Homosexuality and pedophilia in ancient Greece greatly concerned many researchers who were mainly interested in highlighting the social aspect of this phenomenon in ancient Greek society. An important source on the subject was the paintings of a man and his lover in attic black and red figured pottery, up to the end of the 5th century BC. Another main source was the information that derived from the texts of ancient Greek literature, especially poetry. Homosexuality was not only referring to relationships between males, but it was also manifested in lesbian love. It is believed that in the Homeric world homosexuality was not favored. In Greek society of the archaic period, the restriction of women at home, the satisfaction of sexual needs with courtesans, the marriage for the purpose of maintaining and managing the property, put women aside, marginalizing them in terms of social life, impeding the cultivation of emotional relationships between sexes. At the same time, in the society of those times, the aristocratic ideal, the constant communication of men during military training and the war, the male nudity in sports and the promotion of beauty and bravery in athletic contests, as well as the gatherings and the entertainment of men at the symposia, created a suitable substrate in which male homosexuality could develop. In this context, pedophile relationships were developed mainly during the archaic period, as recorded on vase paintings, where a mature man developed a special relationship with a teenager of the same social class. The mature man had the role of mentor for the juvenile, he would look after him and cover his living expenses and education cost. In this relationship, exhibiting predominantly the social dimension of an initiation process and introduction to adult life, the erotic homosexual intercourse could find a place to flourish. The above-mentioned relationship could not last forever, given that this would later transform into an emotional connection of friendship and trust. Besides, the constant homosexual relationships and male prostitution were considered to be reprehensible behaviors. Regarding the lesbian love, the main example was Sappho and her poems that praised love between women. Nevertheless, the relationship with the girls in the poems is considered to be similar to that Socrates had with his students, an intense personal relationship which would not involve sexual love and could probably be a platonic love. Ancient Greek physicians used their methodological tools in order to interpret homosexuality as a mental disease, but ancient medical dogmas such as the theory of humors, stereopathology and their variations could not offer an explanation for homosexuality.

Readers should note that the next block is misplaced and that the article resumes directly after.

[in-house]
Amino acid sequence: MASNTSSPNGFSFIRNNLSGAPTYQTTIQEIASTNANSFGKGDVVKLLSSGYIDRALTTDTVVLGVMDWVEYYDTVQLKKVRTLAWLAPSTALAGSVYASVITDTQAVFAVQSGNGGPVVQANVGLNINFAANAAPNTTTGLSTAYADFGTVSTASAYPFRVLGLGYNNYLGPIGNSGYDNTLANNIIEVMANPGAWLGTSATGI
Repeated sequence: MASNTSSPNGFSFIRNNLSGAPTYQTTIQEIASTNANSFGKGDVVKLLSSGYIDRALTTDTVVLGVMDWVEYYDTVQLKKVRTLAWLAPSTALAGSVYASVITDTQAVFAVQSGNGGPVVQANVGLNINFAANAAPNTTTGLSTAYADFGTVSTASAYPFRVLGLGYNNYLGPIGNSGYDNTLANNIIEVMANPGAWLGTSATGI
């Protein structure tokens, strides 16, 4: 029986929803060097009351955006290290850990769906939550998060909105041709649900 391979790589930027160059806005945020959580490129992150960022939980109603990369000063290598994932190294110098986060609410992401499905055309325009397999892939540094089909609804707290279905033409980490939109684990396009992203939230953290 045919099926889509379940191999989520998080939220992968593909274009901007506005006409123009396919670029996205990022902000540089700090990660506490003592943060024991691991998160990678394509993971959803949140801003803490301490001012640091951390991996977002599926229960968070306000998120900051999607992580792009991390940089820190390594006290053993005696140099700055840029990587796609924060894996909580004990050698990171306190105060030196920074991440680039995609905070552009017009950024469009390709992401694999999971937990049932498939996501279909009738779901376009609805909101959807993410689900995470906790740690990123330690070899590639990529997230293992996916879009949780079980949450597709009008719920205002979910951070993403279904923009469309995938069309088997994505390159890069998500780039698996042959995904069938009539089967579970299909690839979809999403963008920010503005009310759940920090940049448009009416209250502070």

Key words: Homosexuality, Caelius Aurelianus, Soranus of Ephesus, Aristotle.

K. Laios, M.M. Moschos, E. Koukaki, M.-I. Kontaxaki, G. Androutsos (page 60) - Full article